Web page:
My creative work often critiques or challenges consumer culture through interventionist methodologies, usually using the Internet as platform. These interests — in brand critique, consumer culture, photographic representation, labor, and race — find form in long-term online works and through published writing.
In 2005, I spent a month in Paramaribo, Suriname, working with a group of graduate students. This city was so far off the radar of American corporate interests that a local “Disney” store, with its name hand-painted on the storefront, could operate with ease. This ability for people to claim and change a brand, and to remake it in their own image, was exciting for me. I grew up in Pittsburgh during a time when brand names started to infiltrate adolescent life. I was curious about t-shirts that connected people with the Rolling Stones or the JCC Basketball Camp, but my parents balked at the thought of paying to advertise. They’d say, “we’re not letting companies use your 9-year old body as a billboard for their commercial interests.” In this way and others, politics was implicitly part of our daily lives. My father was involved in labor rights and a stream of friends or acquaintances slept on our couch or in the attic, talked about the grape and lettuce boycotts, and went to rallies with us on behalf of Black Lung victims. During dinner, my father would describe the resistance to change in his firefighters union, our conversation interrupted by his radio announcing emergency calls. I grew up knowing that labor was not to be treated lightly.
In 2014, I began to interview dozens of people who work with their hands for a living — construction workers, carpenters, painters, maintenance workers, landscapers, arborists, and farmers — and, in the process, heard their accounts of work, of the ways their bodies broke down from manual labor and how they relearned to adjust to movement and weight, of farmers’ attempting to find balance between undisturbed nature and supporting human life forms, and of the emotional toll of constantly readjusting to equipment breakdowns, to unpredictable weather, or to increased responsibility without upgrades to status or pay. While interviewing farmers in Nebraska in the summer of 2016, the subject of “humility” came up repeatedly. On more than one occasion, I was told that a particular farmer was the best in Aurora. Why? Did he understand crop rotation or insect control? No. He’s the best because he’s so humble. This answer resonated with other experiences during the two summers I spent in small-town Nebraska. For example, no one led with his/her job title. You could sit and chat with someone at a Sunday pancake breakfast, never knowing that they were a state Senator. Consumption habits showed humility as well; there were no displays of conspicuous consumption. Kids showed up for camp in the morning with their lunch and boots in a plastic grocery bag, not a $49.95 REI Workload Kids’ Backpack. I am curious about cultures that don’t encourage status-seeking, and am skeptical of brands and institutions that do.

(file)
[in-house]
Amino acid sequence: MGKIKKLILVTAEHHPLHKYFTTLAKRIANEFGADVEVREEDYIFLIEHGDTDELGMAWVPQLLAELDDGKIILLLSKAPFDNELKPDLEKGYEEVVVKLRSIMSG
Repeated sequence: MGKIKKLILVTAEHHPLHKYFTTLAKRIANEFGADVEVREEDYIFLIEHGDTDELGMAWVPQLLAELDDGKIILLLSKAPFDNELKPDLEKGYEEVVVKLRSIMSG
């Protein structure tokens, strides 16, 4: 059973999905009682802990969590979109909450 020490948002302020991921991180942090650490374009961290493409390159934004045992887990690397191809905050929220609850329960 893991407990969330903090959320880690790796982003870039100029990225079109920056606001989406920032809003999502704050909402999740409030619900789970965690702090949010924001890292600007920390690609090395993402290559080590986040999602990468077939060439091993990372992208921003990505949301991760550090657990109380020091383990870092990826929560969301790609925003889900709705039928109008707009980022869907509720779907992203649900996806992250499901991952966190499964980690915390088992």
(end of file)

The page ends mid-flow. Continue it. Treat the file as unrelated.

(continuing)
I earned my BFA from Alfred University. The school has a strong community and, in my opinion, the best foundations program in the country. The prompts they gave to us freshmen — like “make something move across the room” or “use your body to demonstrate the concept of time” — were unfathomable and unsettling, and I failed most them, and that was one of their beauties. I earned my MFA in Art Photography from Syracuse University, where I was lucky to have advisors who asked questions that got to the heart of things. I am currently an Associate Professor in the Stamps School of Art & Design at the University of Michigan.